People fear a future without enough money, and what that would do to them and their family. Surprisingly, this fear can, at times, hinder someone from reaching financial goals.

Fear Bias

Example #1: Loss Aversion

In 1979, Kahneman and Tversky finalized their theory of Loss Aversion. They confirmed that, where money is concerned, we prefer avoiding losses to making gains. Put another way, the pain of losing things is usually greater than the pleasure of acquiring them. In fact, their theory concluded that investment losses have more than twice the impact of investment gains on people’s minds.

Example #2: Confirmation Bias

This is the explanation for why people tend to search for information that authenticates their own opinions, but pay no attention to information that invalidates their beliefs. For example, some people who identify most closely with conservative politics may prefer watching Fox News rather than a more liberal channel such as MSNBC. The reason for this is that each network will often confirm their viewers’ political and social point of view. Confirmation bias creates a one-sided view and can cause serious problems when investing. For example, have you noticed that as soon as you invest in a fund or buy a stock, you start looking for reasons why your decision was right? Once a fund or stock is bought, we tend to look for information that confirms the investment is a good one while ignoring information that the investment may be bad or questionable.

Greed biases, listed in the next section, are similar to fear biases in that they are rooted in specific neurological functions; the greed is not simply a hunger for money.

Greed Bias

Example #1: The House-Money Effect

This common bias is based on the premise that people are more willing to take risks with money they obtained easily or unexpectedly. For example, investors might take more risks with money they inherited or won while gambling on vacation in Las Vegas than the money they set aside from their paychecks. It is a tendency to feel like gains are “free money.” It’s what poker players call “house money.” People then abandon their traditional risk management techniques, resulting in greater risk than that with which they would otherwise feel comfortable.

Example #2: Self-Attribution

Self-attribution is the tendency for people to take credit for successful investment outcomes while blaming unsuccessful outcomes on bad luck or on external directives that they could not know or control. For example, perhaps you were fortunate enough to be one of the first private investors in Starbucks before it went public. You might say, “Look how smart I am!” However, the opposite might have happened if you were unlucky enough to have invested in Enron. You would have “excused” your subsequent losses by saying, “No one could have predicted that.”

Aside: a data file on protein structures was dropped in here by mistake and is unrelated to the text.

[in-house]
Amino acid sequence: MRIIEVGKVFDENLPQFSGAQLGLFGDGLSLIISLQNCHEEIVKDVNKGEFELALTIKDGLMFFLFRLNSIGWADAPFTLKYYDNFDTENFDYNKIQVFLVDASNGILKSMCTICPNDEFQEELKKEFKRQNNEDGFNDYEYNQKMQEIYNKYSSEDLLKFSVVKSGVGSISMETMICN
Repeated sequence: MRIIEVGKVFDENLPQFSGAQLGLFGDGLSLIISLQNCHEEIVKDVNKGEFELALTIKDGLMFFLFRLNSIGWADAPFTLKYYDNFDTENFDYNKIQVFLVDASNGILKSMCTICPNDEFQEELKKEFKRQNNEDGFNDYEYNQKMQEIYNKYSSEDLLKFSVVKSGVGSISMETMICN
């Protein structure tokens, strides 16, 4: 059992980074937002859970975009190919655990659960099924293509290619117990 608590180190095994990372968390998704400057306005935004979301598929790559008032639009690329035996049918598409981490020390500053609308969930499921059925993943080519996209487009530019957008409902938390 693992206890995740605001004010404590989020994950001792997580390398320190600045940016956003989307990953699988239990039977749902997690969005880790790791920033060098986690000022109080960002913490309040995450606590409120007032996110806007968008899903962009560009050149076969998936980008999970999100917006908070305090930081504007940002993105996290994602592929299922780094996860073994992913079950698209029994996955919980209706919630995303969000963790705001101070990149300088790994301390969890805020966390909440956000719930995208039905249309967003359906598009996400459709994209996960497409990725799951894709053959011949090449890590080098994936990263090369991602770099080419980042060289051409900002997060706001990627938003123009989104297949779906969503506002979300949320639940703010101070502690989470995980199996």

Solutions and Help

Now that I’ve described a few investor behaviors and money attitudes, you might begin to recognize such behaviors in yourself as well as the attitudes you have that are holding you back from realizing your goals. The secret is to take control of your money by taking control of your mind. And the best way to overcome the psychological biases is to be familiar with them, be self-aware when you are feeling extreme emotions, and to have a methodical financial plan. To have a methodical plan, you have to “Start with why,” a principle of success explained in Simon Sinek’s book about why companies and people fail and/or succeed. You must “believe” in what you do and you must first know why you are doing it. We need to reflect on our beliefs and the reasons why we are going through the motions of financial or retirement planning.

What’s Ahead?

In the next chapter we will talk about how retirement may look in the 21st century, how it has changed, and why it will be different from our parents’ retirement. Pension plans are changing, the underfunding of Social Security is looming, people are living longer, and managing money today is much different than it was 30 years ago. We need to understand the reasons behind these and other changes and challenges in order to understand the why.